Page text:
A compilation of average porosity and permeability data for Cretaceous petroleum reservoirs of the Middle East reveals important differences between the two main tectonic provinces. The Arabian Platform is characterized by inverse correlation of average porosity with burial depth in both carbonates and sandstones, whereas the Zagros Fold Belt (almost exclusively carbonates) has distinctly lower porosity and no depth correlation. These contrasts are suggested to reflect the fact that Arabian Platform strata are mostly near their maximum burial depth, whereas Zagros strata have experienced varying uplift and erosion following maximum burial in mid-Tertiary time. The carbonate reservoirs show no correlation between average porosity and average permeability, probably because of wide differences in the dominant pore types present, and permeabilities tend to be much higher for sandstones than for carbonates.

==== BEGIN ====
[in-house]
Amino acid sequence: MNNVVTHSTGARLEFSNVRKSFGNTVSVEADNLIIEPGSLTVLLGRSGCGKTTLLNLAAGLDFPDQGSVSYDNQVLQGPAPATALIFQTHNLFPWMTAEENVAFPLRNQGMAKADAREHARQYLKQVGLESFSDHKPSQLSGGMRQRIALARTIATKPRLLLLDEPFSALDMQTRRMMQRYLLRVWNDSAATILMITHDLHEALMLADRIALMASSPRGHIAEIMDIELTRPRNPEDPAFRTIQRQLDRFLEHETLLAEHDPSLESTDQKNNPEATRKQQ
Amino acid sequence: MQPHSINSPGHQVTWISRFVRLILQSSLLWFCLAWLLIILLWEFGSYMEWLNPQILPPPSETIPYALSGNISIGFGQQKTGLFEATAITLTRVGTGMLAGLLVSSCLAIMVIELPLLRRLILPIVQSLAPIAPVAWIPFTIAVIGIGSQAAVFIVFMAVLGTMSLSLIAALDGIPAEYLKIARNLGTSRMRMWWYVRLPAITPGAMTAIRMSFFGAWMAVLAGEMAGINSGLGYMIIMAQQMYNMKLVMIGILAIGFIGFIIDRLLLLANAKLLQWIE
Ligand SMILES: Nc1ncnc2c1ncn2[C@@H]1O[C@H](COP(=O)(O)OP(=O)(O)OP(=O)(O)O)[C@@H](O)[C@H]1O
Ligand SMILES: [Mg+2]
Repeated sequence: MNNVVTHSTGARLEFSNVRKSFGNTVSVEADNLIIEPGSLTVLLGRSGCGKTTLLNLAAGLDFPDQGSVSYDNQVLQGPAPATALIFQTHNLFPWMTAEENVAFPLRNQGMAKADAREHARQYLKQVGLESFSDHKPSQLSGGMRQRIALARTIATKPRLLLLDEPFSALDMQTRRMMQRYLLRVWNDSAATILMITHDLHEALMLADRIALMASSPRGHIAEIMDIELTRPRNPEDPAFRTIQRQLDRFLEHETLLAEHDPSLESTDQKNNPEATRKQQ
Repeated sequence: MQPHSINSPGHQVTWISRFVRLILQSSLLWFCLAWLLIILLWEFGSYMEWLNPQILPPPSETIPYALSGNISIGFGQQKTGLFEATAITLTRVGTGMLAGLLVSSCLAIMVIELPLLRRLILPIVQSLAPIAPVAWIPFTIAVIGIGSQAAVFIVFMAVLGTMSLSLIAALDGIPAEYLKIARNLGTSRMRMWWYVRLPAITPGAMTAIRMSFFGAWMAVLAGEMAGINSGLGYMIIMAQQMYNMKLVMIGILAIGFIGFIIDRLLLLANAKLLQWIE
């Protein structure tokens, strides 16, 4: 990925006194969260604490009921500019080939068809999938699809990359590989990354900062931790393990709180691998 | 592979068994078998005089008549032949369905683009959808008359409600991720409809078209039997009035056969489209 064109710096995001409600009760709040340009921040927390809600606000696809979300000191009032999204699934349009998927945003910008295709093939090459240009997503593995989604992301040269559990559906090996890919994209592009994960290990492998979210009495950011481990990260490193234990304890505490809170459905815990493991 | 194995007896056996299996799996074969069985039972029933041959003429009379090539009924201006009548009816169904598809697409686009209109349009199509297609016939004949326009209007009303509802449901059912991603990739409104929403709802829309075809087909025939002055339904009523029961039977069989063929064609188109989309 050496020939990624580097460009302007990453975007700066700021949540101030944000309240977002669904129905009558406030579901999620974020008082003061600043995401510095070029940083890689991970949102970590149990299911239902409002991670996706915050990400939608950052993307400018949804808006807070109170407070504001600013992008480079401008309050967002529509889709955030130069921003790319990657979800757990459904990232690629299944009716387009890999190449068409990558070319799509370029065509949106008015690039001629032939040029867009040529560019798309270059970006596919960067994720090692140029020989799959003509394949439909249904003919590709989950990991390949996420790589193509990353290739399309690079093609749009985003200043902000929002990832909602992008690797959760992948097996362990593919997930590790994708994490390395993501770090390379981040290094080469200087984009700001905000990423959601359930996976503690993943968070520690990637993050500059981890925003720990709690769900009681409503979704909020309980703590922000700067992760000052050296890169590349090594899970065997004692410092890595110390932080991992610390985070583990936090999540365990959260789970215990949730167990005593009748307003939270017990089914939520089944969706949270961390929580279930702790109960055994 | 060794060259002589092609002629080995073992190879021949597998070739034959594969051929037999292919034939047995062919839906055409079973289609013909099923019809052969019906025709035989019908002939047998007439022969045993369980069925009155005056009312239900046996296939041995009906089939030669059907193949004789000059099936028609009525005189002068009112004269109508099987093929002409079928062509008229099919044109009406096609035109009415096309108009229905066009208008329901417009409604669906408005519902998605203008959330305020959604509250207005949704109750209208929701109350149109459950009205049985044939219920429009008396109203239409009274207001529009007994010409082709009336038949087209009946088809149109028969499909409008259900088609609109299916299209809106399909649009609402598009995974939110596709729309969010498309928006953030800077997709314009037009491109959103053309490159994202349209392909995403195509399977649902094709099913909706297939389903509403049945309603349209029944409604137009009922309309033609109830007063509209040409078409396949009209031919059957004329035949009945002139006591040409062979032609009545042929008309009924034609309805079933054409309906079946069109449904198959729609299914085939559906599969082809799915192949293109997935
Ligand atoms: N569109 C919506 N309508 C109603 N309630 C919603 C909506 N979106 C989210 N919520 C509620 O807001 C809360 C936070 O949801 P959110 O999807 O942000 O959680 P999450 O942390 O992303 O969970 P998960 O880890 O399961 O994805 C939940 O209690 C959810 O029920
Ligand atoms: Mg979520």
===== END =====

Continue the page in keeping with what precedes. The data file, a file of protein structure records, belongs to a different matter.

Existence of the Arabian Platform porosity–depth correlation, despite an apparently wide diversity of depositional settings and early diagenetic porosity modifications among the individual reservoirs, illustrates and confirms some fundamental generalities about how burial diagenesis controls the overall porosity evolution of reservoir rock bodies. Although porosity commonly shows enormous small-scale heterogeneity in both carbonates and sandstones, the average pre-burial porosity of larger stratigraphic intervals tends to be very high. Burial diagenesis progressively destroys this porosity by chemical compaction and associated (stylolite-sourced) cementation. Thus, all portions of the affected rock body move toward the zero limit as depth increases, although the rates of porosity occlusion vary greatly, depending on rock fabric and early diagenesis. Average reservoir porosity therefore tends to correlate inversely with maximum burial depth, regardless of initial lithological heterogeneity.